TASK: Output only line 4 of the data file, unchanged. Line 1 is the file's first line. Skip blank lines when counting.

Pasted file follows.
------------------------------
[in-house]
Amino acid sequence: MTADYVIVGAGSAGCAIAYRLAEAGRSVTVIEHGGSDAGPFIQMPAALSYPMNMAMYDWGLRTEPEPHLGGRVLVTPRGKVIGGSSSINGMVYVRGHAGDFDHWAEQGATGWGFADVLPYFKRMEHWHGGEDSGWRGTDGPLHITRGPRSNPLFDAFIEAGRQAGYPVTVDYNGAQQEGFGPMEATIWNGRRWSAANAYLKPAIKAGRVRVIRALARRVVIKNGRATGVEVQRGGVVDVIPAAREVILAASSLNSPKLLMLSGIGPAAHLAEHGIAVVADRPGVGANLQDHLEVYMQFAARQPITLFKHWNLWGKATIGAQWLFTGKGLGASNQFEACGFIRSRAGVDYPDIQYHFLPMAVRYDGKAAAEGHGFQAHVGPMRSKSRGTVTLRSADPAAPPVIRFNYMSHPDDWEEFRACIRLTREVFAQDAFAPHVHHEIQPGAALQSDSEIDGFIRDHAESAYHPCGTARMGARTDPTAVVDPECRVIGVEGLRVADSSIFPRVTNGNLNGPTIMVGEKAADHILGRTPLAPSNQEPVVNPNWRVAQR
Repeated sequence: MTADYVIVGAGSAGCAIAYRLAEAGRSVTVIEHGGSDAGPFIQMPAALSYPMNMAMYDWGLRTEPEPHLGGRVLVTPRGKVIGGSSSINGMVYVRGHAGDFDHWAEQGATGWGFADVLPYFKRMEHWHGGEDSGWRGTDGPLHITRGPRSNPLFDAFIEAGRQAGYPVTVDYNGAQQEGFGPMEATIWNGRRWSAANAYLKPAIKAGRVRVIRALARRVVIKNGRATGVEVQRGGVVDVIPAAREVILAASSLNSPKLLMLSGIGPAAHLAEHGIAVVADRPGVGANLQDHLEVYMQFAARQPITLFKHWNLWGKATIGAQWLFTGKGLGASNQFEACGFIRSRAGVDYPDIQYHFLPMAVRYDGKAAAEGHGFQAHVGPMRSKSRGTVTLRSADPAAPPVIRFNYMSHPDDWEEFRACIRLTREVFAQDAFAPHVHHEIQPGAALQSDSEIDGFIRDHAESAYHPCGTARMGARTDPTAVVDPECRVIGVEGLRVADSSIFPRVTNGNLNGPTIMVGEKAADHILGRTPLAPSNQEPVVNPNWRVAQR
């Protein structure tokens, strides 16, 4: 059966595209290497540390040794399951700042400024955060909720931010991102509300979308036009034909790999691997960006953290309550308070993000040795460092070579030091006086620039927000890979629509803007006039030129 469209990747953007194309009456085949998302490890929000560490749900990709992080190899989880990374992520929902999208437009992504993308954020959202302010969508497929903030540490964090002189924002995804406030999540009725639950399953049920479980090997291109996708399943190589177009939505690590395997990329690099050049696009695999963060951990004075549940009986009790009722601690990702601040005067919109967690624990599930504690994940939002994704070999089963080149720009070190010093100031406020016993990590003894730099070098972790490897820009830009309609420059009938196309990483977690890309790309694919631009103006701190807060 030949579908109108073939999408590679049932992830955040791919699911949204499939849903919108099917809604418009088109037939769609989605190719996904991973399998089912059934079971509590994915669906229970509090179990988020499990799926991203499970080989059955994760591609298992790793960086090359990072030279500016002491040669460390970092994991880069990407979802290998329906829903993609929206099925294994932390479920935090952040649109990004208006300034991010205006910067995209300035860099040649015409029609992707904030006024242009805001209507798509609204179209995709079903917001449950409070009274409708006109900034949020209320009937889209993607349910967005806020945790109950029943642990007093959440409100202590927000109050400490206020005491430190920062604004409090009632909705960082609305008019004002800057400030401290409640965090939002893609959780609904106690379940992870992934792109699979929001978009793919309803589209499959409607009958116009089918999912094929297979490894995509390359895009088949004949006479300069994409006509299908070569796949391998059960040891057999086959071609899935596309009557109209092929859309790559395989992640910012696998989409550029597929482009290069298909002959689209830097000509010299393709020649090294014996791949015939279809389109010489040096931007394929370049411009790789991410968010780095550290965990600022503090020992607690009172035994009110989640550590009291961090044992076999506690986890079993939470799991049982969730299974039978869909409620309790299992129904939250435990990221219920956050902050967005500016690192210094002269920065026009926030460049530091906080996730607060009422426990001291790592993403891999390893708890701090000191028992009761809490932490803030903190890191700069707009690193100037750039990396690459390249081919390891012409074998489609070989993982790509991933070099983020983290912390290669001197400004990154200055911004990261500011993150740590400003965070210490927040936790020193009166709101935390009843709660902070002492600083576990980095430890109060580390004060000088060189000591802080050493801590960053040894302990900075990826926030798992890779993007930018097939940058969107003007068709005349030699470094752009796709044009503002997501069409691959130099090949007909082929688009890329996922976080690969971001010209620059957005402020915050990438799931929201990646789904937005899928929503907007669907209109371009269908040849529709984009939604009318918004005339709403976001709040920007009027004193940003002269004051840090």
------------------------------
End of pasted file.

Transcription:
């Protein structure tokens, strides 16, 4: 059966595209290497540390040794399951700042400024955060909720931010991102509300979308036009034909790999691997960006953290309550308070993000040795460092070579030091006086620039927000890979629509803007006039030129 469209990747953007194309009456085949998302490890929000560490749900990709992080190899989880990374992520929902999208437009992504993308954020959202302010969508497929903030540490964090002189924002995804406030999540009725639950399953049920479980090997291109996708399943190589177009939505690590395997990329690099050049696009695999963060951990004075549940009986009790009722601690990702601040005067919109967690624990599930504690994940939002994704070999089963080149720009070190010093100031406020016993990590003894730099070098972790490897820009830009309609420059009938196309990483977690890309790309694919631009103006701190807060 030949579908109108073939999408590679049932992830955040791919699911949204499939849903919108099917809604418009088109037939769609989605190719996904991973399998089912059934079971509590994915669906229970509090179990988020499990799926991203499970080989059955994760591609298992790793960086090359990072030279500016002491040669460390970092994991880069990407979802290998329906829903993609929206099925294994932390479920935090952040649109990004208006300034991010205006910067995209300035860099040649015409029609992707904030006024242009805001209507798509609204179209995709079903917001449950409070009274409708006109900034949020209320009937889209993607349910967005806020945790109950029943642990007093959440409100202590927000109050400490206020005491430190920062604004409090009632909705960082609305008019004002800057400030401290409640965090939002893609959780609904106690379940992870992934792109699979929001978009793919309803589209499959409607009958116009089918999912094929297979490894995509390359895009088949004949006479300069994409006509299908070569796949391998059960040891057999086959071609899935596309009557109209092929859309790559395989992640910012696998989409550029597929482009290069298909002959689209830097000509010299393709020649090294014996791949015939279809389109010489040096931007394929370049411009790789991410968010780095550290965990600022503090020992607690009172035994009110989640550590009291961090044992076999506690986890079993939470799991049982969730299974039978869909409620309790299992129904939250435990990221219920956050902050967005500016690192210094002269920065026009926030460049530091906080996730607060009422426990001291790592993403891999390893708890701090000191028992009761809490932490803030903190890191700069707009690193100037750039990396690459390249081919390891012409074998489609070989993982790509991933070099983020983290912390290669001197400004990154200055911004990261500011993150740590400003965070210490927040936790020193009166709101935390009843709660902070002492600083576990980095430890109060580390004060000088060189000591802080050493801590960053040894302990900075990826926030798992890779993007930018097939940058969107003007068709005349030699470094752009796709044009503002997501069409691959130099090949007909082929688009890329996922976080690969971001010209620059957005402020915050990438799931929201990646789904937005899928929503907007669907209109371009269908040849529709984009939604009318918004005339709403976001709040920007009027004193940003002269004051840090």